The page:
Free Future

Who will technology serve?

Bogus “Aggression Detectors” Are Audio-Recording People In Public

The invasive, dystopian recording devices are being used in hundreds of schools, hospitals, and other public places around the world.

By Jay Stanley
July 1, 2019

The Supreme Court’s Most Consequential Ruling for Privacy in the Digital Age, One Year In

Lower courts should make clear, as the Supreme Court does, that we don’t forfeit our Fourth Amendment rights by operating a laptop, car, or cellphone.

By Nathan Freed Wessler
June 28, 2019

An Army of Robot Surveillance Guards Is Coming

Policymakers need to confront the reality that millions of AI watchers could soon watch over each of us, constantly judging and shaping our behavior.

By Jay Stanley
June 13, 2019

The FBI Has Access to Over 640 Million Photos of Us Through Its Facial Recognition Database

That’s about double the total U.S. population.

By Neema Singh Guliani
June 7, 2019

Our Cars Are Now Roving Computers. Is The Fourth Amendment Ready?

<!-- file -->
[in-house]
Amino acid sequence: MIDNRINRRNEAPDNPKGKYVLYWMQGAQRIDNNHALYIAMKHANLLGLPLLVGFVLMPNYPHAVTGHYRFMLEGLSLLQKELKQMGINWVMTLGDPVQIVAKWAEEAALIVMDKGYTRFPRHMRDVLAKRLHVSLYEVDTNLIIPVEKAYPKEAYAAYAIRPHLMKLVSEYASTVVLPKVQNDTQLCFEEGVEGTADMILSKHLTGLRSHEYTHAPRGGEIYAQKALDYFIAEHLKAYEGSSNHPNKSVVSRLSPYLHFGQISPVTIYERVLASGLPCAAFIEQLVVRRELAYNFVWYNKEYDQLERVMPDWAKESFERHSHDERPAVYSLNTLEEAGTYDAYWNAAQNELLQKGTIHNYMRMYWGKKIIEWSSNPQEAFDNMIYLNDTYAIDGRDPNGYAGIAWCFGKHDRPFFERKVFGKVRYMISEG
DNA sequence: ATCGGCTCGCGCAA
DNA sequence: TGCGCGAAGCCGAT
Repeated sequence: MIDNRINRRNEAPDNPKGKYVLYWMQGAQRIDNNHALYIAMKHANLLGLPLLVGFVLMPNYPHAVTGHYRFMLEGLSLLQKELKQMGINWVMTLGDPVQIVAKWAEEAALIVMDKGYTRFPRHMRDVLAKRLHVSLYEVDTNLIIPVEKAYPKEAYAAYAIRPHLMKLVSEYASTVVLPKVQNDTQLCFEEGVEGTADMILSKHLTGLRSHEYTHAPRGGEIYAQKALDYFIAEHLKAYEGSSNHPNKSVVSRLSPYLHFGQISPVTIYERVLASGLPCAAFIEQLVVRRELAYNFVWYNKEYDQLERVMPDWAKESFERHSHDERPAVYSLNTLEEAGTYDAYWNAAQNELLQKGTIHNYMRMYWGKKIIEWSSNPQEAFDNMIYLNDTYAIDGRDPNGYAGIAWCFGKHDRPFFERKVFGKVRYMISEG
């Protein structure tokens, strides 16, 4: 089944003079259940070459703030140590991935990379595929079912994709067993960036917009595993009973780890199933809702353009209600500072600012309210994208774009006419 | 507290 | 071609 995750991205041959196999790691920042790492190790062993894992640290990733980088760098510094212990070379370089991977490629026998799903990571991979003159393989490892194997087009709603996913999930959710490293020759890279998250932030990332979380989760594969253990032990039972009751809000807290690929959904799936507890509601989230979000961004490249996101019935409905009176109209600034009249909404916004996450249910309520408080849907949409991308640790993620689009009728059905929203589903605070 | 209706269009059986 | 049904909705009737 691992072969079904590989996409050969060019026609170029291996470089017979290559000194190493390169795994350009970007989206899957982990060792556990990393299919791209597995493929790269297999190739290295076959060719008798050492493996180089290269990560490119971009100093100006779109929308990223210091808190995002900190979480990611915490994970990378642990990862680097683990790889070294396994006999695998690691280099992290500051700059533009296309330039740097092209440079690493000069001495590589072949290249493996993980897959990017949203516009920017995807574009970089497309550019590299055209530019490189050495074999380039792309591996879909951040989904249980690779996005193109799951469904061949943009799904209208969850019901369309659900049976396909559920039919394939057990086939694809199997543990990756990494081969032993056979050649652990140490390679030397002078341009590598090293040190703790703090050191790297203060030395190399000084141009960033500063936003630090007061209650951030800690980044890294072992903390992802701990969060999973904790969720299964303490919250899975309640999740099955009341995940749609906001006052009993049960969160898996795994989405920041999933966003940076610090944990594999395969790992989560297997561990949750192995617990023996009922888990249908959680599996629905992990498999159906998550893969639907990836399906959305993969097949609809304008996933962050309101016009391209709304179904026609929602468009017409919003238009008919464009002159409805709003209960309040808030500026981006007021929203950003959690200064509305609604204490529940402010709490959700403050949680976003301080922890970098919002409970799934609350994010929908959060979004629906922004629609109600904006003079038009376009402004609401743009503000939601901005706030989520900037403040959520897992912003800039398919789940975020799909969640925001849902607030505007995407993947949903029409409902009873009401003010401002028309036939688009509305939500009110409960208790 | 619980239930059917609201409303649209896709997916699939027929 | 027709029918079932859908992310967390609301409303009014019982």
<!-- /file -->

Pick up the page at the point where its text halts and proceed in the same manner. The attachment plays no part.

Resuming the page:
Cops shouldn’t be conducting warrantless searches of computers — even if that computer happens to be on wheels.

By Nathan Freed Wessler, Jennifer Stisa Granick, Daniela del Rosario Wertheimer
May 21, 2019

I Quit My Job to Protest My Company’s Work on Building Killer Robots

Big tech and the government have a responsibility to stop the advent of machines that can kill without human oversight.

By Liz O'Sullivan
March 6, 2019

If the Government Had Its Way, Everything Could be Wiretapped

In the battle over encryption, governments act like they have the right to learn everyone’s secrets because technology makes it possible.

By Jennifer Stisa Granick
February 19, 2019

Ruling Is a Warning to Companies Collecting Biometric Scans Without Permission

In a win for privacy rights, the Illinois Supreme Court allowed a lawsuit to continue against a company that scanned a 14-year-old’s thumbprint.

By Nathan Freed Wessler
February 8, 2019

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